The problem, says Bigelow, is that it's apples and oranges: "One company's low number of disengagements may occur during testing on empty highways, while another company's high number may have occurred during testing in busy urban areas."
Also, comparisons are misleading "because some companies place more value on testing in real-world scenarios while others put more emphasis on simulation, and sometimes engineers might be purposely disengaging to validate their systems."
Here's a look at the latest disengagement reports, which run from 2016 to late 2017. There are 20 companies listed, though some did not offer any new data. Honda, for example, did not test any vehicles on California roads in 2017, so obviously it had no problems to report.
The reports are difficult to parse for several reasons. Different companies are testing different models of autonomous vehicles and over different time periods. So it's hard to compare one outfit with another. Baidu, for example, tested four models. It had a total of 48 disengagements during the 1,971 miles those four cars drove between October 2016 and November 2017.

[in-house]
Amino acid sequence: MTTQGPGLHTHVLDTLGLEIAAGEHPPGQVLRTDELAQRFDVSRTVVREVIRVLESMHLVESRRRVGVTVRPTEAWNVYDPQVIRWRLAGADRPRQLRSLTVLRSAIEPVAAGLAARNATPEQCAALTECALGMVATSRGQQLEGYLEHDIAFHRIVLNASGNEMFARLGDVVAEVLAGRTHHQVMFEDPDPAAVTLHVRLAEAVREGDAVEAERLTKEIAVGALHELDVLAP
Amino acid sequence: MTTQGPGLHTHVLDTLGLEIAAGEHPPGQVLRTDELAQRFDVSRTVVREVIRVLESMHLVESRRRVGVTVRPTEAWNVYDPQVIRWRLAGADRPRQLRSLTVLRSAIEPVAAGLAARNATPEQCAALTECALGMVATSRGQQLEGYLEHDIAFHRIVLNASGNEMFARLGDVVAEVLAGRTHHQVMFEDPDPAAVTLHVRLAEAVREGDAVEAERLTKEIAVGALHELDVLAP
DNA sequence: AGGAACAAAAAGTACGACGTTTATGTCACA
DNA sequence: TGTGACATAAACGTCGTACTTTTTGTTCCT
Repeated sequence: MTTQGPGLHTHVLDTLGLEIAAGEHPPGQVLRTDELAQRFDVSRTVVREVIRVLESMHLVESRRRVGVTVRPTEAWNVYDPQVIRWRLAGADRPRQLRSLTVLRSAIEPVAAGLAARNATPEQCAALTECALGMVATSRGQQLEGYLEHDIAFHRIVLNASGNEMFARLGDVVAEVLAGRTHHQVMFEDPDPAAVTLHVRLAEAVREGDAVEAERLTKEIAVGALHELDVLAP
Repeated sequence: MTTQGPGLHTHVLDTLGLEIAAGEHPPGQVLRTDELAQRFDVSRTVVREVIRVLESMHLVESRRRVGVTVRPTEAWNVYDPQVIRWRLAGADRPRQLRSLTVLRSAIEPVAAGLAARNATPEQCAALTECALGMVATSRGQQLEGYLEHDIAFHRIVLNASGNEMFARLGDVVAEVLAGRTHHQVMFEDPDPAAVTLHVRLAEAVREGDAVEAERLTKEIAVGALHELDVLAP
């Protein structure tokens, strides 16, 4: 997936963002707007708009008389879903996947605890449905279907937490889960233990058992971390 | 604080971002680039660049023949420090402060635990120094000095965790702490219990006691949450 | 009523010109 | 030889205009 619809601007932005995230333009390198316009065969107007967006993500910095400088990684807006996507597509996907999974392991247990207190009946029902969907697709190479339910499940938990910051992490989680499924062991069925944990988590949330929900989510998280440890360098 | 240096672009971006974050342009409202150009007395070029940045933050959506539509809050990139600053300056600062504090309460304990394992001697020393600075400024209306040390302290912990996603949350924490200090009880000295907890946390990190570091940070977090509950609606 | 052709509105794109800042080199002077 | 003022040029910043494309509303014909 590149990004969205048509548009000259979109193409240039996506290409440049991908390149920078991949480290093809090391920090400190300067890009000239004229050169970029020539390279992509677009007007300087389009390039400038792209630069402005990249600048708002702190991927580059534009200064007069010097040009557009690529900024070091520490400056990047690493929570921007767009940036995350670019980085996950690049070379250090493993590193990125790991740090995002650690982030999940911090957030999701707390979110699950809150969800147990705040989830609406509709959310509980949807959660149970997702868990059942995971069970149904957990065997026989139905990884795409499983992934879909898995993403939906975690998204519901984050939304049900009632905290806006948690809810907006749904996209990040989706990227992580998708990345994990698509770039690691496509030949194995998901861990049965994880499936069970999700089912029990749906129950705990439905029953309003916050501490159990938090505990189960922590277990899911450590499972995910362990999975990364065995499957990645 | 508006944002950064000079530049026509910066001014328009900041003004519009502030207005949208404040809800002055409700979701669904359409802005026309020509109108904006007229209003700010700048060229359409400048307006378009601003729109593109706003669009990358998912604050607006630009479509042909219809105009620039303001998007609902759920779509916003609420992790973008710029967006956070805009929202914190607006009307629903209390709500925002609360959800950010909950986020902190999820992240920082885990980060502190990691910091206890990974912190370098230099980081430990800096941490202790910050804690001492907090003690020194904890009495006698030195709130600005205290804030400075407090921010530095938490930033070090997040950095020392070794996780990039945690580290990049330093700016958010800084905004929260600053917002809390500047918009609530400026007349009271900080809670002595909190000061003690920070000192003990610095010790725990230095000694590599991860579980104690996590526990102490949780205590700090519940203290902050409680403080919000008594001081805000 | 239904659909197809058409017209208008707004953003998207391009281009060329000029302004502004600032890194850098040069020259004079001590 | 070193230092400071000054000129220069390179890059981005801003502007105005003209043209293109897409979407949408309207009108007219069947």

But compare that with, say, Alphabet's Waymo, which reported 63 incidents over the same time period. While Baidu's cars logged 1,971 miles, Waymo's vehicles covered a whopping 352,545 miles in autonomous mode. How in the world can you accurately compare these two operators' performance?
For the casual viewer, the reports are more interesting, perhaps, when you look instead at the reasons behind the disengagements. These details offer an intriguing look at this cutting-edge technology – and what sorts of challenges the engineers behind it are facing.
Consider these recurring issues experienced by many of these companies' vehicles:
--Disengage for a recklessly behaving road user
--Disengage for hardware discrepancy
--Disengage for unwanted maneuver of the vehicle